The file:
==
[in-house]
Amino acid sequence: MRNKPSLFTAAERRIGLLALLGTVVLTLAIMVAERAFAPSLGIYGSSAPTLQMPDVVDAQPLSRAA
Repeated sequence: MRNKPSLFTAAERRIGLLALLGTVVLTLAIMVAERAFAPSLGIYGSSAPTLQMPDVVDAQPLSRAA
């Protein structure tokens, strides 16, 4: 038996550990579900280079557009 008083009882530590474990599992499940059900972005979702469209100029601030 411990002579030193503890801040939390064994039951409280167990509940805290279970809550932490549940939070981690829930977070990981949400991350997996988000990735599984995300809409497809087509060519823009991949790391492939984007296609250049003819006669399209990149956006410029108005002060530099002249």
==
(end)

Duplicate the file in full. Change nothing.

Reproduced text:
[in-house]
Amino acid sequence: MRNKPSLFTAAERRIGLLALLGTVVLTLAIMVAERAFAPSLGIYGSSAPTLQMPDVVDAQPLSRAA
Repeated sequence: MRNKPSLFTAAERRIGLLALLGTVVLTLAIMVAERAFAPSLGIYGSSAPTLQMPDVVDAQPLSRAA
């Protein structure tokens, strides 16, 4: 038996550990579900280079557009 008083009882530590474990599992499940059900972005979702469209100029601030 411990002579030193503890801040939390064994039951409280167990509940805290279970809550932490549940939070981690829930977070990981949400991350997996988000990735599984995300809409497809087509060519823009991949790391492939984007296609250049003819006669399209990149956006410029108005002060530099002249």